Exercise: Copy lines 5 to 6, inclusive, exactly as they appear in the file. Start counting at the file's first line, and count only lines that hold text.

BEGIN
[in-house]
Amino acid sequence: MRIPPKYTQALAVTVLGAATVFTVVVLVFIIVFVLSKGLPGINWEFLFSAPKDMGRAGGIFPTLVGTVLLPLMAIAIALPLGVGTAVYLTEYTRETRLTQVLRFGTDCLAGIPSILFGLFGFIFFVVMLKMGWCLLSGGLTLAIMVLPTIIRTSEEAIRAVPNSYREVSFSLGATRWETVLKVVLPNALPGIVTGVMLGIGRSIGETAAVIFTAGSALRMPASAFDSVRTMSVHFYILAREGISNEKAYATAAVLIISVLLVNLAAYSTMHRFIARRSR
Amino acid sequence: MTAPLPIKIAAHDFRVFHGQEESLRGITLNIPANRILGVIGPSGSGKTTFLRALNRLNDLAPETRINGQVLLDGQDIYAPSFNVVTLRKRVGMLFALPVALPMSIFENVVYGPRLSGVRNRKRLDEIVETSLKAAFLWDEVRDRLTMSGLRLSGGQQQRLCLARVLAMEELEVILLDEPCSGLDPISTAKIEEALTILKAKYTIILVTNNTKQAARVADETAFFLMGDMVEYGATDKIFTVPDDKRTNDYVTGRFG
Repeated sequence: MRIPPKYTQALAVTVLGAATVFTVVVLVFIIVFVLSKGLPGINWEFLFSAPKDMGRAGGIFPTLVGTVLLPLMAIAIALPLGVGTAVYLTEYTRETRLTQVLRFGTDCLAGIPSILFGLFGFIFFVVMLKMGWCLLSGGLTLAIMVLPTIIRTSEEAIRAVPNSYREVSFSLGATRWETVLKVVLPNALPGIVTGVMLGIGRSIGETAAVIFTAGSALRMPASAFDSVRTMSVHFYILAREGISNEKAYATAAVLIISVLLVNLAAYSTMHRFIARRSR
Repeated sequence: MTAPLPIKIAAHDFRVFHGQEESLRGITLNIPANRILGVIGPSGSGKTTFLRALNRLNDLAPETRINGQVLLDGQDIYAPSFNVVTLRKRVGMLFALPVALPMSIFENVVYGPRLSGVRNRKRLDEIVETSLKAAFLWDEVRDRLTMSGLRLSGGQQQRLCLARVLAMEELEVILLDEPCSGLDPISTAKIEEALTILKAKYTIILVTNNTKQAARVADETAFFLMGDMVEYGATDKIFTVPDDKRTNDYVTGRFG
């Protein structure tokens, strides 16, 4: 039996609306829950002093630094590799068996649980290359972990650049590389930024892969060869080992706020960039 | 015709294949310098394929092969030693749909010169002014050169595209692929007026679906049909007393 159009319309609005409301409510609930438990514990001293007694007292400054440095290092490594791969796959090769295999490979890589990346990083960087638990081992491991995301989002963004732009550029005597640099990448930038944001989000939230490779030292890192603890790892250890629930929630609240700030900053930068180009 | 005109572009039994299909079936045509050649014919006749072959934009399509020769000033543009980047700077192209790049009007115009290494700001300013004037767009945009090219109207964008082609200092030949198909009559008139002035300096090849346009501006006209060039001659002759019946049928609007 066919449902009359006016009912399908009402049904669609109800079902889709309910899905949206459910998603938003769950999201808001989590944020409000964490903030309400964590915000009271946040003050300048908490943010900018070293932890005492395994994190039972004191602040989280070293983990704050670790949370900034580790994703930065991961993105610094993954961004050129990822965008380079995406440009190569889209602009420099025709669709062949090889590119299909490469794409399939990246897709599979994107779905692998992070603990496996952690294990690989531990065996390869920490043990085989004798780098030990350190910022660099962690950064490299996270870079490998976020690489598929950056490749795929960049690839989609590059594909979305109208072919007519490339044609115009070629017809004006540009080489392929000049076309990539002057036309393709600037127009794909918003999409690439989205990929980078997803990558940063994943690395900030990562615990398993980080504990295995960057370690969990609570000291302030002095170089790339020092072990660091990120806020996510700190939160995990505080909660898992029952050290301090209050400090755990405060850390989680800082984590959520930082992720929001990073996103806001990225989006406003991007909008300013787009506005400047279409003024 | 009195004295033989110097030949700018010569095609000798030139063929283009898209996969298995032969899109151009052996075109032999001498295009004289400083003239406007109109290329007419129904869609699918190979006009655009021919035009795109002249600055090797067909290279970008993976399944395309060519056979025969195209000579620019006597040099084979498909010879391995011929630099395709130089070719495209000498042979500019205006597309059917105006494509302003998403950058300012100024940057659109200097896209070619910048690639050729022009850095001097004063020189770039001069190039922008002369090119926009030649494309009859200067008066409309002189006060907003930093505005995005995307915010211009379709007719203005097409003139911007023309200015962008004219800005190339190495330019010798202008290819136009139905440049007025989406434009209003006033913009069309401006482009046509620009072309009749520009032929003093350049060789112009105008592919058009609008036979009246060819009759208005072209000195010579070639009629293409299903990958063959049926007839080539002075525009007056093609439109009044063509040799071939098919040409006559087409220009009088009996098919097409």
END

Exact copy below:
Repeated sequence: MTAPLPIKIAAHDFRVFHGQEESLRGITLNIPANRILGVIGPSGSGKTTFLRALNRLNDLAPETRINGQVLLDGQDIYAPSFNVVTLRKRVGMLFALPVALPMSIFENVVYGPRLSGVRNRKRLDEIVETSLKAAFLWDEVRDRLTMSGLRLSGGQQQRLCLARVLAMEELEVILLDEPCSGLDPISTAKIEEALTILKAKYTIILVTNNTKQAARVADETAFFLMGDMVEYGATDKIFTVPDDKRTNDYVTGRFG
């Protein structure tokens, strides 16, 4: 039996609306829950002093630094590799068996649980290359972990650049590389930024892969060869080992706020960039 | 015709294949310098394929092969030693749909010169002014050169595209692929007026679906049909007393 159009319309609005409301409510609930438990514990001293007694007292400054440095290092490594791969796959090769295999490979890589990346990083960087638990081992491991995301989002963004732009550029005597640099990448930038944001989000939230490779030292890192603890790892250890629930929630609240700030900053930068180009 | 005109572009039994299909079936045509050649014919006749072959934009399509020769000033543009980047700077192209790049009007115009290494700001300013004037767009945009090219109207964008082609200092030949198909009559008139002035300096090849346009501006006209060039001659002759019946049928609007 066919449902009359006016009912399908009402049904669609109800079902889709309910899905949206459910998603938003769950999201808001989590944020409000964490903030309400964590915000009271946040003050300048908490943010900018070293932890005492395994994190039972004191602040989280070293983990704050670790949370900034580790994703930065991961993105610094993954961004050129990822965008380079995406440009190569889209602009420099025709669709062949090889590119299909490469794409399939990246897709599979994107779905692998992070603990496996952690294990690989531990065996390869920490043990085989004798780098030990350190910022660099962690950064490299996270870079490998976020690489598929950056490749795929960049690839989609590059594909979305109208072919007519490339044609115009070629017809004006540009080489392929000049076309990539002057036309393709600037127009794909918003999409690439989205990929980078997803990558940063994943690395900030990562615990398993980080504990295995960057370690969990609570000291302030002095170089790339020092072990660091990120806020996510700190939160995990505080909660898992029952050290301090209050400090755990405060850390989680800082984590959520930082992720929001990073996103806001990225989006406003991007909008300013787009506005400047279409003024 | 009195004295033989110097030949700018010569095609000798030139063929283009898209996969298995032969899109151009052996075109032999001498295009004289400083003239406007109109290329007419129904869609699918190979006009655009021919035009795109002249600055090797067909290279970008993976399944395309060519056979025969195209000579620019006597040099084979498909010879391995011929630099395709130089070719495209000498042979500019205006597309059917105006494509302003998403950058300012100024940057659109200097896209070619910048690639050729022009850095001097004063020189770039001069190039922008002369090119926009030649494309009859200067008066409309002189006060907003930093505005995005995307915010211009379709007719203005097409003139911007023309200015962008004219800005190339190495330019010798202008290819136009139905440049007025989406434009209003006033913009069309401006482009046509620009072309009749520009032929003093350049060789112009105008592919058009609008036979009246060819009759208005072209000195010579070639009629293409299903990958063959049926007839080539002075525009007056093609439109009044063509040799071939098919040409006559087409220009009088009996098919097409």